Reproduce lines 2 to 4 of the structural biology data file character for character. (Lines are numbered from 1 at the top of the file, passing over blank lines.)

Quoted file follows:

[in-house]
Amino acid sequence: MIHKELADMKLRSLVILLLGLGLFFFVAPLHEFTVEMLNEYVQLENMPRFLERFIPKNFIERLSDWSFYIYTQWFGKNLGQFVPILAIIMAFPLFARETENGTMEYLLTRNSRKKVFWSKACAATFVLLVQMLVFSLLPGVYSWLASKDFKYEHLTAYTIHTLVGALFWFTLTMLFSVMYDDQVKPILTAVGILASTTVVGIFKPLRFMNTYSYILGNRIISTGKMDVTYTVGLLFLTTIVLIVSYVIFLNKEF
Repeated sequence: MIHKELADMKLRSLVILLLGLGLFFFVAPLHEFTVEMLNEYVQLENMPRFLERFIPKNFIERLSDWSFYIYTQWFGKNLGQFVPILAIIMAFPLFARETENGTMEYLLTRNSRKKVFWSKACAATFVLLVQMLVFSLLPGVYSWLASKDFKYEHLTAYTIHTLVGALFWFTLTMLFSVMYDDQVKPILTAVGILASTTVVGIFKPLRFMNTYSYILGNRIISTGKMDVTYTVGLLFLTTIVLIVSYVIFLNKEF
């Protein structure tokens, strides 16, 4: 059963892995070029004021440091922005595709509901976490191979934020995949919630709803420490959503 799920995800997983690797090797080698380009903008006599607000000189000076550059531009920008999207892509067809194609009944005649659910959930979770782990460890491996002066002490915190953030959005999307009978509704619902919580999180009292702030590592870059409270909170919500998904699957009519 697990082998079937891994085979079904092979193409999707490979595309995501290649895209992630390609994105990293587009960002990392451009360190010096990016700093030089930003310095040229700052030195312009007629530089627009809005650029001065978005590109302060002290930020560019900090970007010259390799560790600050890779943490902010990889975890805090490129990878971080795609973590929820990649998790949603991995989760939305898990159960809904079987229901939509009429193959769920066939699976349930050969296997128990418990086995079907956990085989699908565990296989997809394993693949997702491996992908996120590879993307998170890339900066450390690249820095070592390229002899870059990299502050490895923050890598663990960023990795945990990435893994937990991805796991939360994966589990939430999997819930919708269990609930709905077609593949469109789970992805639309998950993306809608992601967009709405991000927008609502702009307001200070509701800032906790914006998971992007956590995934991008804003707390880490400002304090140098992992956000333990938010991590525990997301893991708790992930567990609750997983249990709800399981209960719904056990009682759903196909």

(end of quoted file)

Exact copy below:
Amino acid sequence: MIHKELADMKLRSLVILLLGLGLFFFVAPLHEFTVEMLNEYVQLENMPRFLERFIPKNFIERLSDWSFYIYTQWFGKNLGQFVPILAIIMAFPLFARETENGTMEYLLTRNSRKKVFWSKACAATFVLLVQMLVFSLLPGVYSWLASKDFKYEHLTAYTIHTLVGALFWFTLTMLFSVMYDDQVKPILTAVGILASTTVVGIFKPLRFMNTYSYILGNRIISTGKMDVTYTVGLLFLTTIVLIVSYVIFLNKEF
Repeated sequence: MIHKELADMKLRSLVILLLGLGLFFFVAPLHEFTVEMLNEYVQLENMPRFLERFIPKNFIERLSDWSFYIYTQWFGKNLGQFVPILAIIMAFPLFARETENGTMEYLLTRNSRKKVFWSKACAATFVLLVQMLVFSLLPGVYSWLASKDFKYEHLTAYTIHTLVGALFWFTLTMLFSVMYDDQVKPILTAVGILASTTVVGIFKPLRFMNTYSYILGNRIISTGKMDVTYTVGLLFLTTIVLIVSYVIFLNKEF
């Protein structure tokens, strides 16, 4: 059963892995070029004021440091922005595709509901976490191979934020995949919630709803420490959503 799920995800997983690797090797080698380009903008006599607000000189000076550059531009920008999207892509067809194609009944005649659910959930979770782990460890491996002066002490915190953030959005999307009978509704619902919580999180009292702030590592870059409270909170919500998904699957009519 697990082998079937891994085979079904092979193409999707490979595309995501290649895209992630390609994105990293587009960002990392451009360190010096990016700093030089930003310095040229700052030195312009007629530089627009809005650029001065978005590109302060002290930020560019900090970007010259390799560790600050890779943490902010990889975890805090490129990878971080795609973590929820990649998790949603991995989760939305898990159960809904079987229901939509009429193959769920066939699976349930050969296997128990418990086995079907956990085989699908565990296989997809394993693949997702491996992908996120590879993307998170890339900066450390690249820095070592390229002899870059990299502050490895923050890598663990960023990795945990990435893994937990991805796991939360994966589990939430999997819930919708269990609930709905077609593949469109789970992805639309998950993306809608992601967009709405991000927008609502702009307001200070509701800032906790914006998971992007956590995934991008804003707390880490400002304090140098992992956000333990938010991590525990997301893991708790992930567990609750997983249990709800399981209960719904056990009682759903196909």